Then Jesus told his disciples, “If anyone would come after me, let him deny himself and take up his cross and follow me. For whoever would save his life will lose it, but whoever loses his life for my sake will find it. For what will it profit a man if he gains the whole world and forfeits his soul? Or what shall a man give in return for his soul? (Matthew 16:24-26 ESV)
So following Jesus, and living his passion, entails self-denial. As Jesus was carrying his cross to Golgotha, some women who had known his life of loving ministry wept as they saw him as he was being led to be crucified. In response to their weeping Jesus turned to them and said;
Daughters of Jerusalem, weep not for me, but rather weep for yourselves an for your children. My work is about done and soon I go to my Father……. Luke 23:28
Jesus’ remarks seem hard to understand at first glance and harsh. The women seem to be doing a very human and appropriate thing that is, mourning the mistreatment of the Son of God. Don’t you see yourself doing exactly the same thing? In addition to the above statement he goes on to say, “Blessed are the childless women.” His words seem very out of context with the events that are taking place.
It seems that even here, on his way to the cross, Jesus is looking ahead to the destruction of Jerusalem in A.D. 70 at the end of the first Jewish-Roman War, and he is expressing his pity and compassion for the victims of that impending conflict. This seems to be a warning that by rejecting the understanding of the kingdom of God that Jesus brought, and by following other leaders into a political and military revolt, the Jewish people would put themselves on a collision course with Rome that within a generation would have this tragic result.
The statement Jesus makes to the women of the Jerusalem as he is walking towards his crucifixion is a warning that the suffering will be so terrible, that people will consider women fortunate who have not had children who will have to go through it.
Showing concern for others’ sufferings, even as he was about to be crucified, demonstrates our Saviour’s heart of selfless compassion for others. And so I believe he is honoured in this Lenten season not only when we meditate on his sufferings, even weeping over them as these women did , but also when we show the same compassion for the suffering of the innocent that he did.
Jesus in his human form on his way to crucifixion he was weary, he had not had neither food now water since the Last Supper. Over and above that he had not had any sleep; he also had endured physical beatings which resulted in loss of blood. All these culminated in extreme mental anguish and he was lonely as his disciples were nowhere around. The exhaustion was manifest in his staggering under the weight of the crossbeam. In all that he went through the beatings, the insults, and torture, Jesus remained composed, maintaining his dignity and never complained. The only word he uttered was “Father forgive them, for they know not what they do.” Intercession including for his executioners was the driving force of his life of unselfish service. The soldiers as they partook of their wine, they derisively offered a toast to Jesus, saying, “Hail and good fortune to the king of the Jews.” And they were astonished at the Master’s tolerant regard of their ridicule and mocking.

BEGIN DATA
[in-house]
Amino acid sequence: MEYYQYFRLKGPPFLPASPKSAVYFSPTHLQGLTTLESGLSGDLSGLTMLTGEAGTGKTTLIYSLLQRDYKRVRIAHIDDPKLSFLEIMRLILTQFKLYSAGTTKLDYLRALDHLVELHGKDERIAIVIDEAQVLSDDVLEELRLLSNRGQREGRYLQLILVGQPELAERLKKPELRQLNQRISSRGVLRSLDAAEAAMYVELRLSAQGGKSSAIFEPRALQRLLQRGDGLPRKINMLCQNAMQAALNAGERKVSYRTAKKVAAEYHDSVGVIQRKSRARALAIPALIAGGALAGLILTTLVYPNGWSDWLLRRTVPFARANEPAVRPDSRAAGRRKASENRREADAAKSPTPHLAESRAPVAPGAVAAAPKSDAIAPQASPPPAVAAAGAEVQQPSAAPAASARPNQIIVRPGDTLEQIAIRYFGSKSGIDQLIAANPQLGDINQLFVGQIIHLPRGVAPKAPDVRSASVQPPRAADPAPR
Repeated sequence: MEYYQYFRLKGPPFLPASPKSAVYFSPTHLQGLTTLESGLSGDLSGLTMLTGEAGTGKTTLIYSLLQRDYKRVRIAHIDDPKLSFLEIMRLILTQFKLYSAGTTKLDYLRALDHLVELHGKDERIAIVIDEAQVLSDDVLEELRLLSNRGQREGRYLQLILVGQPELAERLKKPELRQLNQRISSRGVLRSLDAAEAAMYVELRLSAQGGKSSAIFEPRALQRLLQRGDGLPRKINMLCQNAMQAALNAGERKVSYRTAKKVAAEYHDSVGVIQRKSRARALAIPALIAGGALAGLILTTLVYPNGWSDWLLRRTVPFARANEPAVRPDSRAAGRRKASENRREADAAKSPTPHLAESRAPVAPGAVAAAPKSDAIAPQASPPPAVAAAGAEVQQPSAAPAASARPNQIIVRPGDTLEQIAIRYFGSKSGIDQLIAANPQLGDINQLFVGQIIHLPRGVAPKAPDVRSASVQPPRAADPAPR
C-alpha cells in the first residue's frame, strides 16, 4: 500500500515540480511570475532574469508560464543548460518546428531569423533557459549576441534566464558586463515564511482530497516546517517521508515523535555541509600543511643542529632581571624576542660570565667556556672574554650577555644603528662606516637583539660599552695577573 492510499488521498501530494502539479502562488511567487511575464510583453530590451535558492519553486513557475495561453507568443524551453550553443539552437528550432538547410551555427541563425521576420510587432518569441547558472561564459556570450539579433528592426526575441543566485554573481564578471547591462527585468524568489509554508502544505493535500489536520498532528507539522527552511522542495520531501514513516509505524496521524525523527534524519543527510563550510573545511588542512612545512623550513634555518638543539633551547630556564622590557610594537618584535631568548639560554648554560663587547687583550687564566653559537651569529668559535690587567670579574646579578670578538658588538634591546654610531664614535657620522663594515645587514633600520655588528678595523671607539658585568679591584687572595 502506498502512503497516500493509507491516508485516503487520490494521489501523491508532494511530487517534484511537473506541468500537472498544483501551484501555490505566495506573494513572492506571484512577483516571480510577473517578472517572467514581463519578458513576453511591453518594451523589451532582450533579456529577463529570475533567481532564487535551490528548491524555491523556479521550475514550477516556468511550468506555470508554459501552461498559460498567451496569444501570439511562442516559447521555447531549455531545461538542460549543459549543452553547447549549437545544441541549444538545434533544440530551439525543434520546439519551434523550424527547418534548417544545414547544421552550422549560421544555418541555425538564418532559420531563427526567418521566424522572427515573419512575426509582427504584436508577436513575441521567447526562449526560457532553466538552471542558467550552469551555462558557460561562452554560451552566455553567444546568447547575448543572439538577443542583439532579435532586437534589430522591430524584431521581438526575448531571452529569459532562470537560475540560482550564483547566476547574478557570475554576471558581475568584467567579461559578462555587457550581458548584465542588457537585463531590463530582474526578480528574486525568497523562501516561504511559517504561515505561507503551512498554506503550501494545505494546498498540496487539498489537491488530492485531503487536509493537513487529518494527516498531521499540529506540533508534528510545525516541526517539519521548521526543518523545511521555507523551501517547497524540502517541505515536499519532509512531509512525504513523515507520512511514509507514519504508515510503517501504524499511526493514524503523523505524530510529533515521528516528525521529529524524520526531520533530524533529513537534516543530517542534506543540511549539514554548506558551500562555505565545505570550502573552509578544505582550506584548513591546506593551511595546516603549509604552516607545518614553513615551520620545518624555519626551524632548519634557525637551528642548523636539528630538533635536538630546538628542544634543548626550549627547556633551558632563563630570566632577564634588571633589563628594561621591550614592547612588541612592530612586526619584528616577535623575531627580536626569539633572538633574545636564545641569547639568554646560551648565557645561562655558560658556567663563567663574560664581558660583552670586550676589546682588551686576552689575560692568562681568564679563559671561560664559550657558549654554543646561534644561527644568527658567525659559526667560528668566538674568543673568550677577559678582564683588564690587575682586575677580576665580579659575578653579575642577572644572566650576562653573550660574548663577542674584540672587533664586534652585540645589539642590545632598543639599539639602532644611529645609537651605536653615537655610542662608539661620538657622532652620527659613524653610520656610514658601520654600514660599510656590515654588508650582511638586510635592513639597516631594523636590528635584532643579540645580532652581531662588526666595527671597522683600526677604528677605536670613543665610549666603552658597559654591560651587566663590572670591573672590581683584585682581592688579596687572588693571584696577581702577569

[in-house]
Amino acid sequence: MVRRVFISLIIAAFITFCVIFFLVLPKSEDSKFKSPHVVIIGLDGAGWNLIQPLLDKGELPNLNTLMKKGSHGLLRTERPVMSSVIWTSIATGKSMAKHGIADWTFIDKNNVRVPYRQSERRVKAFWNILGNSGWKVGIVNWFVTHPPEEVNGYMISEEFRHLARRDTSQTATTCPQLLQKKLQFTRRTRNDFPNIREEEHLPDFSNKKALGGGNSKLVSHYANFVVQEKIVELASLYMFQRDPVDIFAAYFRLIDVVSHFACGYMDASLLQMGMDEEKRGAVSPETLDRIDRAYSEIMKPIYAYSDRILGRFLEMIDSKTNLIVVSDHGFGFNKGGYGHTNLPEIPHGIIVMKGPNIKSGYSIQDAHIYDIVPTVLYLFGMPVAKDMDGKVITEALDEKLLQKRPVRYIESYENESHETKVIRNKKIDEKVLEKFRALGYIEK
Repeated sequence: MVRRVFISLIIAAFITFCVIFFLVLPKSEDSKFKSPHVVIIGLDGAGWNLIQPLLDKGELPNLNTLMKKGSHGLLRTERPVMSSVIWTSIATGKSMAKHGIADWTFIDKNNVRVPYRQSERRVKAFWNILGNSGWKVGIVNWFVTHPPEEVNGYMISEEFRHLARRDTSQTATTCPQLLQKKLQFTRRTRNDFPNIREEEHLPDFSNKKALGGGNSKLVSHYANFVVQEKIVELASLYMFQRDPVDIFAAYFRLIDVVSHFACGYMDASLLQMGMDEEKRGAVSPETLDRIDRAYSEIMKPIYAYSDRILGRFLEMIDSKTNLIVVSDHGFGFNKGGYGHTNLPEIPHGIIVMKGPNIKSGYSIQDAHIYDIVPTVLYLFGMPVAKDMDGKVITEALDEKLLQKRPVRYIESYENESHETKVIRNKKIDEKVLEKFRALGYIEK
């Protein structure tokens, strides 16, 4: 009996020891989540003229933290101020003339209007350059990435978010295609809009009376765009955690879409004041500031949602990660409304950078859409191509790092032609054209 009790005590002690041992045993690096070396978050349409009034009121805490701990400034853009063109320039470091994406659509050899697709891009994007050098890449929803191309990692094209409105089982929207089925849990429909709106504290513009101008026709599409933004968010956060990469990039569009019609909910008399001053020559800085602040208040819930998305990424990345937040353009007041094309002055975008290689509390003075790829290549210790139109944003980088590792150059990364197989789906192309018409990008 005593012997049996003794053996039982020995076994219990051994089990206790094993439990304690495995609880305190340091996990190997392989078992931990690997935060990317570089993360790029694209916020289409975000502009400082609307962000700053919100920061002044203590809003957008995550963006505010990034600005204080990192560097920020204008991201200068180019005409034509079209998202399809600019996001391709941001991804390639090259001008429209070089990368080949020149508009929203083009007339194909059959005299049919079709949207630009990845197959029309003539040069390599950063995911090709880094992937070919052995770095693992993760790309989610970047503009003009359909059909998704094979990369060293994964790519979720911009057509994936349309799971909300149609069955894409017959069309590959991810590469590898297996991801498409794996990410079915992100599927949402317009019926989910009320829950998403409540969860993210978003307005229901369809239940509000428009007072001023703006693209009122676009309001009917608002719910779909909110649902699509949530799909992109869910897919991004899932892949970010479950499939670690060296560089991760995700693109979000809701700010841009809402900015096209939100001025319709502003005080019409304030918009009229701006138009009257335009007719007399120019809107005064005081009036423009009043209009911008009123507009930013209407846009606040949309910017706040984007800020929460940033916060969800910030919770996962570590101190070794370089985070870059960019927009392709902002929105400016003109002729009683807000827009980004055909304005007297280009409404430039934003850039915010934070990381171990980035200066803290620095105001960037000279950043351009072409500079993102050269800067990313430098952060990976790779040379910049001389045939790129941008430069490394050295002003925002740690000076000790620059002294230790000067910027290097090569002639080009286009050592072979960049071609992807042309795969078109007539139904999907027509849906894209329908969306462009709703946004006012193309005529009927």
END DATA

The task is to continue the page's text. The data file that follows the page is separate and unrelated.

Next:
Right at the cross as he was going through the anguish, he was thirsty for you and me. When Jesus heard one of the thieves on the cross ask; “Lord, remember me when you come into your kingdom.” Jesus responded by saying “Verily, verily, I say to you today, you shall be with me in Paradise.” The master had time amidst the pangs of mortal death to listen to the faith confession of the believing thief. The believing thief came to the realisation that he had mistakenly thought Barabas was the hero, now he knew who the real hero was. Even as he died on the cross, the centurion smote his breast and said; “This was indeed a righteous man, truly he must have been a Son of God.” And from that hour he began to believe in Jesus.
Jesus as he appeared before the Sanhedrin declined to make replies to the testimony of perjured witnesses. But when he was questioned about his Sonship, he did not hesitate to respond to the affirmative. He only spoke where he thought whatever people (such as Pilate) he was talking to could be helped to a better knowledge of the truth by what he said. Although Jesus said very little during these trials, he said enough to show all mortals the kind of human character human can perfect in partnership with God and to reveal to all the universe the manner in which God can become manifest in the life of the creature when such a creature truly chooses to do the Father, thus becoming an active son of the living God.
Finally during his passion, Jesus’ love for humanity was disclosed by his patience and self-control in the face of the jeers, blows and buffetings of the coarse soldiers and the unthinking servant. He was not angry even when they blindfolded him and, derisively striking him in the face exclaiming, “Prophesy to us who it was that struck you.” In all this Jesus never failed to reveal God to humankind.
What about you and me, to what extent have we lived the passion of Jesus Christ?
We urge you to take time and reflect on the theme provided in whatever creative way you can. Sometime mid-lent we shall come together for a night prayer at St. Michael’s chapel to pray together for strength and courage to live the passion and have Jesus revealed in our lives and that we further reveal him to others.
May your ways be known throughout the earth, your saving power among people everywhere. Psalm 67:2
May the Lord be with us as we Pray, Fast and Give.

Yours in Christ

Rt. Rev. Ellinah Wamukoya.
Bishop of Swaziland